The switch was mounted from the factory to the throttle linkage so that it would operate when the throttle was pushed to wide open. This allowed a full throttle kickdown much like a modern automatic.

I had the factory two circuit switch, so I wired it according to the factory setup, and mounted it under the edge of the dash. Here's where I put it.

To shift out of overdrive, I had to reach down and press the button. The first thing I found was that since I'm using a mini GM HEI distributor wired through a fuse block, when the kick down interupted the ignition circuit, it would blow the fuse to the coil and I'd be dead in the water.

I decided that I didn't really care about full throttle kickdowns, so I removed the ignition circuit from the switch. This meant that in order to kickdown the overdrive, I'd have to release the throttle instead of full throttle, because the overdrive solenoid will not release if there is torque on the tranny from the engine. No big deal really.

After driving the car this way for a while, I decided I really liked the kickdown seperate from the throttle, since it gives the driver more control and you can kickdown without accelerating, which comes in handy at times. The thing I didn't like about the setup was reaching down to the edge of the dash every time I wanted to press the button, and since the button was meant to be pressed by the throttle linkage, it wasn't easy on the finger to push it in.

I'd seen an e-bay auction some time ago for a vintage shift knob that had a button in the end of it, which I thought would be a great place to put the overdrive kickdown on my car. So I went to my local radio shack and looked through the buttons they had, and found a tiny little momentary switch that fits inside the threaded hole of the plastic shifter knob. The switch came in a package of two, one red and one black.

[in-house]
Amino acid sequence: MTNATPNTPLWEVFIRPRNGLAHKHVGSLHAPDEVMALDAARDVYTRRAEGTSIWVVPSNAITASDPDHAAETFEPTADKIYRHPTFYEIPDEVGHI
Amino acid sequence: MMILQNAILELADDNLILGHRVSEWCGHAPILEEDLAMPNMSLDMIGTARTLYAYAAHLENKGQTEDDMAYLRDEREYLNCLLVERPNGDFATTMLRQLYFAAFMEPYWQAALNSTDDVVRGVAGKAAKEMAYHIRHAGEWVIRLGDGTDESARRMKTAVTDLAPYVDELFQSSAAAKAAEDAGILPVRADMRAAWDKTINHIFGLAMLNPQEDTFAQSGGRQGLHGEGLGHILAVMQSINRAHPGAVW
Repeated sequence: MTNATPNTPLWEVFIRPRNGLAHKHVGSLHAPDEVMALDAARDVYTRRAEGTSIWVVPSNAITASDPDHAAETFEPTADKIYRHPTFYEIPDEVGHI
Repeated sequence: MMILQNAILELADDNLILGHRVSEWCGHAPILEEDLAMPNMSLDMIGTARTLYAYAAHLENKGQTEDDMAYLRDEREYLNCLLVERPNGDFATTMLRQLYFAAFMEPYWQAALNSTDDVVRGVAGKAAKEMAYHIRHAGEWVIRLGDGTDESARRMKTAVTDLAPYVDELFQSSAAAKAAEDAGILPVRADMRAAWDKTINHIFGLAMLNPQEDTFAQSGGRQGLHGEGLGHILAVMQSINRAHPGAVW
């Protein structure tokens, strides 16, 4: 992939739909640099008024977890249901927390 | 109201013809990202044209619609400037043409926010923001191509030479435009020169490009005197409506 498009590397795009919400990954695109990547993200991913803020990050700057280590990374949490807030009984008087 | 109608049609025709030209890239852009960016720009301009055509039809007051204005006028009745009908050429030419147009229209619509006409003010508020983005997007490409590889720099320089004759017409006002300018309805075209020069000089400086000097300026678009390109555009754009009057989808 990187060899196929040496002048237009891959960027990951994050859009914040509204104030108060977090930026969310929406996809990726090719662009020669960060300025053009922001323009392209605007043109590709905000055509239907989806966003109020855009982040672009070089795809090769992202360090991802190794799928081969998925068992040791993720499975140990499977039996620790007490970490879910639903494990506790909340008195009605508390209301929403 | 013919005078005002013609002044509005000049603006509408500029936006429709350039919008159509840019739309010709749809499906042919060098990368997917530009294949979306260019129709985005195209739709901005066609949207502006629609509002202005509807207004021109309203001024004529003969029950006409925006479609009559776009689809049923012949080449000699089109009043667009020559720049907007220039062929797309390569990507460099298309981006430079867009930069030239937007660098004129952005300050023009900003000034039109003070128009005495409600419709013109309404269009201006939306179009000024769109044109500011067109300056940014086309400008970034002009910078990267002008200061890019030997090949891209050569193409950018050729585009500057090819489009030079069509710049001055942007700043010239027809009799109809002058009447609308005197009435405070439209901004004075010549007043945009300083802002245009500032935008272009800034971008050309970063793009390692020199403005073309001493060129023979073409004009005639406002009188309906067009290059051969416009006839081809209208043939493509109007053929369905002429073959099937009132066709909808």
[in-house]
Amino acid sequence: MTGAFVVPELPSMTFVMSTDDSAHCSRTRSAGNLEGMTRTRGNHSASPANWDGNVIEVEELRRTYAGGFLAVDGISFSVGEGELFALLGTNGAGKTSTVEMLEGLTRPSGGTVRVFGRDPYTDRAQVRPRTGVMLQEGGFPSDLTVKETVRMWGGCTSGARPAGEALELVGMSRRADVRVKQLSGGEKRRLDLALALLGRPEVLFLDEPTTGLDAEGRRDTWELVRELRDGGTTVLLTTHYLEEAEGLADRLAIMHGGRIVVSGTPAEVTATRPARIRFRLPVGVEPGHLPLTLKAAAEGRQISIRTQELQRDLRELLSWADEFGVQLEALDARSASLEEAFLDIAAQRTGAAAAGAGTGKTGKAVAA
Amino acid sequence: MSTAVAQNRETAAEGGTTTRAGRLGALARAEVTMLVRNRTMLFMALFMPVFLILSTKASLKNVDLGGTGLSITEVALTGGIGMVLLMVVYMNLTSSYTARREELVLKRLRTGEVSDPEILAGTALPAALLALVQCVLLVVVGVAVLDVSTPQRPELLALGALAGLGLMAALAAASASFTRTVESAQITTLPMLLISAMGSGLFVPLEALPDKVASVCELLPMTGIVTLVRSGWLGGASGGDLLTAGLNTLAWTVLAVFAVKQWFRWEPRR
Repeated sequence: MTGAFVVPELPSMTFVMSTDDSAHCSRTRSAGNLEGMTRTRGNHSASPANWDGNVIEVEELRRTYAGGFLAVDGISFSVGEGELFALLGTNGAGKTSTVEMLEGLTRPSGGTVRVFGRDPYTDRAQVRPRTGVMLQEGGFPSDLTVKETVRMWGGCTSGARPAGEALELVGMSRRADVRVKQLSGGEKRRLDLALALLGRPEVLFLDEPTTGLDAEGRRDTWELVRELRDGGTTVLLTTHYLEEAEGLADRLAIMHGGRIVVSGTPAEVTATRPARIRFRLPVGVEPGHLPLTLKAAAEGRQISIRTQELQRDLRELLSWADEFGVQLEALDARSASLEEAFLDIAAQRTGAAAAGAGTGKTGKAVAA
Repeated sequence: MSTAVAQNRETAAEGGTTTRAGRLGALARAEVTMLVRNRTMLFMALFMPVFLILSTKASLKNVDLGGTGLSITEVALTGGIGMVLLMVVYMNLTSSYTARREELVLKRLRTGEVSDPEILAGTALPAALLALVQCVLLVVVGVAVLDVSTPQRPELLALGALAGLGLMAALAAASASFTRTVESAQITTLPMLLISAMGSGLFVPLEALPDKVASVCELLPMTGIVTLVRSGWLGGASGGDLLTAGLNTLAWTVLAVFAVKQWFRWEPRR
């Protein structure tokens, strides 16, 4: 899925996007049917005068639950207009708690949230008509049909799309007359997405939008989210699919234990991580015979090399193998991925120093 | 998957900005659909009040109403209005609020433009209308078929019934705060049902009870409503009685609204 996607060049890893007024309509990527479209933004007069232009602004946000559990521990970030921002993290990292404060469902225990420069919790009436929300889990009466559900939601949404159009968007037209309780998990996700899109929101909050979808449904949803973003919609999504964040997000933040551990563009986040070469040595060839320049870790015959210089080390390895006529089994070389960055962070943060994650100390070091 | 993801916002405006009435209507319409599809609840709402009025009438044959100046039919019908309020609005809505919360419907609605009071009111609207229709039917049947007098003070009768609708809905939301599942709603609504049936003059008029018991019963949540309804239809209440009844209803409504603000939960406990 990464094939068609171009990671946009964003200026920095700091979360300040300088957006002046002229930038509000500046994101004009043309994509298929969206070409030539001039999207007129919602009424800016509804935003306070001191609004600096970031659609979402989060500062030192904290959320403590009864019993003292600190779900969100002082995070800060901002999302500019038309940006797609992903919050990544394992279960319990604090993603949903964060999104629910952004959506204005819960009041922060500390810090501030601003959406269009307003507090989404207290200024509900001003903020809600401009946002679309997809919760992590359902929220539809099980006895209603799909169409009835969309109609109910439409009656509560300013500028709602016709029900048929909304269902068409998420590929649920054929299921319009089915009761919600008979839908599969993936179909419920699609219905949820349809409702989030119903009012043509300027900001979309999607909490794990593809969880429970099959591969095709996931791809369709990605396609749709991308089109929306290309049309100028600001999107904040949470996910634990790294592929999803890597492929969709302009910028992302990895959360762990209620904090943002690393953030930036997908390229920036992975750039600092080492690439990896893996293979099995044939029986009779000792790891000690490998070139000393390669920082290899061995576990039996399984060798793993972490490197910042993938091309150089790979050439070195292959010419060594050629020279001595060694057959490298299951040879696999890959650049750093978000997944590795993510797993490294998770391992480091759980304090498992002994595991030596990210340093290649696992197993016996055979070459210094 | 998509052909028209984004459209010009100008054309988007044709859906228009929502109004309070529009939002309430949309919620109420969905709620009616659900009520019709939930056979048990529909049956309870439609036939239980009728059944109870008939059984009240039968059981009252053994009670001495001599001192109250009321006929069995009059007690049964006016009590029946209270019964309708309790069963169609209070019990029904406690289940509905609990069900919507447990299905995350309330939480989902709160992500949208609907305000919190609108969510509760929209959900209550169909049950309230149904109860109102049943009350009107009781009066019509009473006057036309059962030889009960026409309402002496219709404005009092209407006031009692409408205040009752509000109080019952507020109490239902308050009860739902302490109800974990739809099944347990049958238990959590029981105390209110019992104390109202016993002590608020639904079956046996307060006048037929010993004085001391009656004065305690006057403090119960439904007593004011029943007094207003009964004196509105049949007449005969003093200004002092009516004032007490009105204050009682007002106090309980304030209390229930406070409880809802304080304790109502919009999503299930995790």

I drilled a hole in the end of the knob for the switch, soldered wires to the terminals on the switch and covered them with shrink tube, and put it back together.

Here's a shot of the knob with the switch inside it.

The shift lever on the car is hollow, so the wires from the switch run through the lever to the column, and then down around the bottom to the join with the turn signal wires that run up under the dash.  The shift lever necks down a bit just below the threads, so I used a drill bit to open up the hole just a bit to fit both of the wires through the skinny part.

Finished install.

I didn't occur to me that the circuit of the factory switch was normally closed, and the new switch is normally open. So, when I wired the switch into the same wires that were on the factory switch, I didn't have overdrive unless I held the button down. DOH!

To solve the problem, I went back to radio shack and bought a 12v relay. I had no idea how to wire a relay, so I got out a tester and messed with it till I figured out how it worked. It helped that the relay has a clear case, so I could see what was going on in there.

Once I figured out the relay, I wired it into the system, and now when I press the button on the shifter, it sends 12v power to the relay, which then opens the circuit in the overdrive solenoid. Now I can kickdown the overdrive without reaching down to the bottom of the dash.

And a real bonus to having the switch on the shifter is that I can "click-shift" the tranny up through the gears, for five forward gears. Third gear on these trannys is fairly tall, so shifting from second over to third over is a big jump. Being able to use third direct from second over fills the gap. I start out in first direct, and shift manually into second direct. Once the car reaches 25 mph, the overdrive relay kicks in, and I let off the throttle to automatically shift into second over. Then, accelerating up to the next gear, I manually shift into third while pressing the button on the shifter, which puts the car into third direct.  Accelerate again and then release the throttle and the tranny automatically shifts into third over.

Now that I have driven the car for period of time with the overdrive, I think adding the OD to the car has been the single best thing I've done for the car.  It makes it far more comfortable on the highway with significantly less engine noise, less strain on the engine, higher speeds effortlessly, and better gas mileage.  And, around town it reduces the amount of shifting because you can shift in and out of overdrive in second gear automatically as traffic speeds up and slows back down.  Worth every penny...